• Pienaar Heila’s Design and Development of an Academic Portal in LIBRI: international journal of libraries and information services, vol 53 no 2, June 2003, defines portal services, describes the factors that must be considered during the design and development of an academic portal, and looks specifically at Infoportal. 

  • Vine, vol 33 no. 1, 2003, is devoted to theme of portals and includes Portals: enabling discovery for all in higher and further education by Chris Awre (p. 5-10); Our Student Stakeholders: Requirements For Institutional Portals by Liz Pearce (11-16) on the work of the PORTAL (Presenting natiOnal Resources To Audiences Locally) project, focusing on stakeholder requirements; The library Portal Marketplace by Anne Ramsden (17-24) on portal products and solutions; MetaLib and SFX at Loughborough University Library by Ruth Stubbings (25-32) on the implementation of MetaLib and SFX; Portals: a Strategic New Direction to Improve Access to Information Resources by Mary E. Jackson (33-36) on the Association of Research Libraries’ Scholars Portal; and Choosing a Library Portal System by Andrew Cox (37-41) on the main functional elements of portals as supplied by library management system (LMS) suppliers.

  • Andrew Cox and Robin Yates write on Library Portal Solutions in Aslib Proceedings Vol  55 no 3, 2003 (p 155-165). Web: http://www.emeraldinsight.com/ap.htm


Australian National Audit Office report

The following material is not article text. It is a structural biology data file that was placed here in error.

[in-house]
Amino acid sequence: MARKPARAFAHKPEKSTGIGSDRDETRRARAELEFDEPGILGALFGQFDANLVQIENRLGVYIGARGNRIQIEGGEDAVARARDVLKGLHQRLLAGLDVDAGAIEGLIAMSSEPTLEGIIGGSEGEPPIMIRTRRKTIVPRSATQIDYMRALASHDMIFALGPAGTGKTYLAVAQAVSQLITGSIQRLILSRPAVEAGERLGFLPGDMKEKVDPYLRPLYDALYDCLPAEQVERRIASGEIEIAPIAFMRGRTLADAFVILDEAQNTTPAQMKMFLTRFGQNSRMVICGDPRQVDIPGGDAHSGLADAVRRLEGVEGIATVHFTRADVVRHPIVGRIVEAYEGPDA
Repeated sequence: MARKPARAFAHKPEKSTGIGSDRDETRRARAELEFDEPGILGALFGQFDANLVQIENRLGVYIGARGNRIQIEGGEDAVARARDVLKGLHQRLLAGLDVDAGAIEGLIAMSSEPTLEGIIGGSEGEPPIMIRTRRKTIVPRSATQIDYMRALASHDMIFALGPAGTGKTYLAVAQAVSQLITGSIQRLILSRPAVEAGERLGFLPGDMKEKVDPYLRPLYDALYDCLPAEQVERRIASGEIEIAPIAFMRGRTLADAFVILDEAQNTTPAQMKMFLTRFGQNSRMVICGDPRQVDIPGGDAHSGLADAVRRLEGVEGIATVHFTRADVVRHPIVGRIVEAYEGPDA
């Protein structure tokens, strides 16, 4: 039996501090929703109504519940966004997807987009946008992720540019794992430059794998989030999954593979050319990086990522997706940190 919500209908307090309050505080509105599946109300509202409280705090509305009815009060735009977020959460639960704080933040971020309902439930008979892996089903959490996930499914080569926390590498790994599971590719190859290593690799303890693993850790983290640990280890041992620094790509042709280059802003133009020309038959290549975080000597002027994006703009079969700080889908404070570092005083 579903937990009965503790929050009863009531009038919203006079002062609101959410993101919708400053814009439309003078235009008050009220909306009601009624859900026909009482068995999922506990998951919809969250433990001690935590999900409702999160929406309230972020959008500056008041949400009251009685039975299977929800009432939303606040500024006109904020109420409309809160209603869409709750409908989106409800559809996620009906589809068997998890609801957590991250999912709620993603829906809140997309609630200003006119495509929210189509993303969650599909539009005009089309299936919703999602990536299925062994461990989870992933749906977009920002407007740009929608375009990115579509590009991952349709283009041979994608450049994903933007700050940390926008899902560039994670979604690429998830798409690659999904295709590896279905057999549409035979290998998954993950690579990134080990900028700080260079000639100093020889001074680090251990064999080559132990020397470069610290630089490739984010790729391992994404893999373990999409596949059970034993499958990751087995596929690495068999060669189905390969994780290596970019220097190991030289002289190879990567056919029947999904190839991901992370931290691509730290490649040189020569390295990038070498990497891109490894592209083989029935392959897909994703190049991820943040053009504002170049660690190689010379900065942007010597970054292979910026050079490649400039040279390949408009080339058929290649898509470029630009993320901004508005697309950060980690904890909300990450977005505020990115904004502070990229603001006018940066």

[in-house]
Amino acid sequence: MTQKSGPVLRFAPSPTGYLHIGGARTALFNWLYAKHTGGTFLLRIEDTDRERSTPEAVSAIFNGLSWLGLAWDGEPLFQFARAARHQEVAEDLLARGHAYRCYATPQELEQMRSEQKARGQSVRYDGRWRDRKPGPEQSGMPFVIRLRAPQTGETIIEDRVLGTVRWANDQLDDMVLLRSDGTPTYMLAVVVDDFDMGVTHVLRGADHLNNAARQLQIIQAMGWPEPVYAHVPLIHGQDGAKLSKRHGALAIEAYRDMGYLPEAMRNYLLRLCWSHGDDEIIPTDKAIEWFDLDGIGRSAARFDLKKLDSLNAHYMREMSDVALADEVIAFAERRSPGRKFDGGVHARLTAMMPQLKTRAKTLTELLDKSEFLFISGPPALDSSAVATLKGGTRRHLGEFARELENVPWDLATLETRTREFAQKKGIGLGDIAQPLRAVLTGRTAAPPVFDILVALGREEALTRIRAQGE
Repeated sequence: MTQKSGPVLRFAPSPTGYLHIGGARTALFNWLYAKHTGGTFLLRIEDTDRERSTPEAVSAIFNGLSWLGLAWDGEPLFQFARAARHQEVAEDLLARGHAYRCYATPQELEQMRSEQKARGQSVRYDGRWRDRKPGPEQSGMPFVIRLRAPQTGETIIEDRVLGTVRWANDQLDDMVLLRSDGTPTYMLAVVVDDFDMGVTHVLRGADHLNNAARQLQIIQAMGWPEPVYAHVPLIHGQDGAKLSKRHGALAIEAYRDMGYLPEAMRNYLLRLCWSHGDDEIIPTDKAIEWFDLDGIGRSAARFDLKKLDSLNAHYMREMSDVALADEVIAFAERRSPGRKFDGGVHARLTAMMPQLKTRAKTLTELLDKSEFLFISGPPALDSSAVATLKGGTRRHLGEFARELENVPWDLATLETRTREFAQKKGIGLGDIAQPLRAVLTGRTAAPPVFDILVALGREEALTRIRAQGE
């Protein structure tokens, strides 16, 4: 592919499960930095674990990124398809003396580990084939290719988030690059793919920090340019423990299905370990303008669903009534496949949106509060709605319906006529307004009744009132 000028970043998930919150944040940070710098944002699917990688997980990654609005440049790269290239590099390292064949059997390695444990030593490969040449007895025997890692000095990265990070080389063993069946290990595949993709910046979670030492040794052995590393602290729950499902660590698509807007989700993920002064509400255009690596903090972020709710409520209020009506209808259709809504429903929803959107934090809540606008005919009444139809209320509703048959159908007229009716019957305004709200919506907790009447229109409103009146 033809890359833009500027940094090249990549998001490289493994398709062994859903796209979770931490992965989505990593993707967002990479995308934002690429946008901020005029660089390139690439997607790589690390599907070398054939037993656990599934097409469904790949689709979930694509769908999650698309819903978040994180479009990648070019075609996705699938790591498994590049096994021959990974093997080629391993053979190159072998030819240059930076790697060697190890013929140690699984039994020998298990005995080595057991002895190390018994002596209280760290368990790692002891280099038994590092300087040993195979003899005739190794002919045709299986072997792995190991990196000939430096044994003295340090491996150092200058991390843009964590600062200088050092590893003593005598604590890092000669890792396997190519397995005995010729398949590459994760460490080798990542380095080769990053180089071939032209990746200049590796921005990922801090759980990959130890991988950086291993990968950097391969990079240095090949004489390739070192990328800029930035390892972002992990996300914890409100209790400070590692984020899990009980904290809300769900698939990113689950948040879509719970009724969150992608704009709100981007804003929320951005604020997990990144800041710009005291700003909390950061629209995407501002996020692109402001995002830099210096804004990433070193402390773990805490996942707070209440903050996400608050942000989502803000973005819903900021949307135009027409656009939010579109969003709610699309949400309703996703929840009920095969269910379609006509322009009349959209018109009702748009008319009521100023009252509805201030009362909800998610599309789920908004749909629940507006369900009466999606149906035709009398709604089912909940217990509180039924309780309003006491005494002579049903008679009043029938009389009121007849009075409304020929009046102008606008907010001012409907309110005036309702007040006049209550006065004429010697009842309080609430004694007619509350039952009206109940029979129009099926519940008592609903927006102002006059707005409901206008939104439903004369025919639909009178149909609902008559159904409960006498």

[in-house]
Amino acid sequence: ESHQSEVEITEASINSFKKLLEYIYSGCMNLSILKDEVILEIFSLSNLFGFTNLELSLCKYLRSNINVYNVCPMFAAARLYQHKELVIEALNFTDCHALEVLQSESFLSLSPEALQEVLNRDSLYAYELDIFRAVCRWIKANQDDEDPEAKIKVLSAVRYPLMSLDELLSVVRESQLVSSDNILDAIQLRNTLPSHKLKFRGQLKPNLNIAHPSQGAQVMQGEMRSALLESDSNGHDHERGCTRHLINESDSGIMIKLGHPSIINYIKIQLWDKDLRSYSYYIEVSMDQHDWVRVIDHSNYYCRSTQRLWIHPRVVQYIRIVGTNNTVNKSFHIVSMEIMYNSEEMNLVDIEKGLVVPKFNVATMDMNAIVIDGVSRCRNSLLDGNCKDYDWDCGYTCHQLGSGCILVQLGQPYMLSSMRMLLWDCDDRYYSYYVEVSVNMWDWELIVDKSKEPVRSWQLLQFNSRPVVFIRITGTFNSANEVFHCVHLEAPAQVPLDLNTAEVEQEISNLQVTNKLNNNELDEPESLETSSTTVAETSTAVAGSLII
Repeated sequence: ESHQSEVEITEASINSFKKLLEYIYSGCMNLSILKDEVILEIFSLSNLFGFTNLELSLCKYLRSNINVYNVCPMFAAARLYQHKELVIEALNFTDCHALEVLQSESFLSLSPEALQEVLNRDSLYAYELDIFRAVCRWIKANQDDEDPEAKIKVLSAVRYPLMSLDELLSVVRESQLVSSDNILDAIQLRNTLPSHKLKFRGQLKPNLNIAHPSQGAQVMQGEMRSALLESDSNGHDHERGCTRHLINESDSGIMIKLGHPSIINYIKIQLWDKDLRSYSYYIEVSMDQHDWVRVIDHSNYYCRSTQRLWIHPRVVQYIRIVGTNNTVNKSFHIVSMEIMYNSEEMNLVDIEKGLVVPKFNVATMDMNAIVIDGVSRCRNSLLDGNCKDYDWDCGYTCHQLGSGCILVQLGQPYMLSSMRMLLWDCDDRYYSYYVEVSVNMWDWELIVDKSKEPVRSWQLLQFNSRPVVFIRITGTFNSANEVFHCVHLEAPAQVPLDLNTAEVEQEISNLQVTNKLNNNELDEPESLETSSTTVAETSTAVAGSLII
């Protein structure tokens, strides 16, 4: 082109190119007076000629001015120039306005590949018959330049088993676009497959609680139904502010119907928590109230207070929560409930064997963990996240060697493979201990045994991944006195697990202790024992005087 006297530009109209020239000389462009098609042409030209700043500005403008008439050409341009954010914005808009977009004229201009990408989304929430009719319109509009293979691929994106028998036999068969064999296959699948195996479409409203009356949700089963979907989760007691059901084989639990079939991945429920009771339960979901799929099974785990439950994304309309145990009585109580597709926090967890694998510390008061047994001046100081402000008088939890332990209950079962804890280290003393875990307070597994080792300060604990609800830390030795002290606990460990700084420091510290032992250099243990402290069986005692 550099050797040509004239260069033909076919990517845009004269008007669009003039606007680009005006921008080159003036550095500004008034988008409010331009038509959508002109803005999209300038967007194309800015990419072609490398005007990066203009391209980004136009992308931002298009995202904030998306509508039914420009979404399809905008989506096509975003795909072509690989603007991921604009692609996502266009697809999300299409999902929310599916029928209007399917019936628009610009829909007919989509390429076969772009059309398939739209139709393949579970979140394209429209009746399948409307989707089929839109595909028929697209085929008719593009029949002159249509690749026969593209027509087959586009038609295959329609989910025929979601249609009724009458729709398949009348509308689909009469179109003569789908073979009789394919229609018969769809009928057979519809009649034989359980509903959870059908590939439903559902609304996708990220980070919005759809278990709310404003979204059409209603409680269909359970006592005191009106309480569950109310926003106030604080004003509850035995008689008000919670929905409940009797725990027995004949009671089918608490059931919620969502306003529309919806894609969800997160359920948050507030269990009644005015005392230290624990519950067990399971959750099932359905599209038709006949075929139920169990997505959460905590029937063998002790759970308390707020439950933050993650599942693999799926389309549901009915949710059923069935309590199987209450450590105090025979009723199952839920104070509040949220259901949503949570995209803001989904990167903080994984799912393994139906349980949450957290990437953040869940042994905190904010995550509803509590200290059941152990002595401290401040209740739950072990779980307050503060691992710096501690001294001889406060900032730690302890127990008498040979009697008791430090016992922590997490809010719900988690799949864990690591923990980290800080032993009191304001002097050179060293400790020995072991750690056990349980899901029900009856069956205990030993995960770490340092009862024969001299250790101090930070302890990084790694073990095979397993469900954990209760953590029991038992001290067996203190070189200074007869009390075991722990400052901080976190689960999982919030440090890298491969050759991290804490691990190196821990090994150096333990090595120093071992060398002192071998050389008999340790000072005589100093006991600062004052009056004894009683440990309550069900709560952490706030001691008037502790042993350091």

The Australian Auditor-General has released Audit Report No.7 2003–04 on Recordkeeping in Large Commonwealth Organisations, the second in a series of audits on recordkeeping, involving Centrelink, Department of Agriculture, Fisheries and Forestry, Department of Family and Community Services; and Department of Health and Ageing. It concludes that although the audited organisations ‘met Government policies, legislation, accepted standards and principles to varying degrees… there was a significant risk of the non-capture and unauthorised disposal of records because: [a] organisations had not placed sufficient attention on the risks associated with recordkeeping, including those related to outsourced functions; [b] formal recordkeeping systems, which are intended to provide for the appropriate maintenance of records, were not being used to their full potential as not all records were being entered into the recordkeeping system; [c] limited controls were in place over electronic records, especially for those saved to shared network drives or personal workspaces; [d] formal, long-term sentencing programs for the disposal of records were not in place, and instances of non-compliances with existing Records Disposal Authorities were identified; [e] physical records were not being stored in compliance with National Archives’ standards; [f] contracts with outsourced providers did not include all of the recordkeeping elements recommended by National Archives, and minimal monitoring and review activities were being conducted to determine whether outsourced providers were meeting the recordkeeping requirements; and [g] Business Continuity Plans did not identify organisations’ vital records. The previous audit completed by the Australian National Audit Office in 2001-2002 concluded that, among other issues, organisations were not able to be assured that all significant records, particularly electronically-sourced records, were being captured and maintained in accordance with Commonwealth records disposal requirements under the Archives Act 1983. [Source: aus-archivist]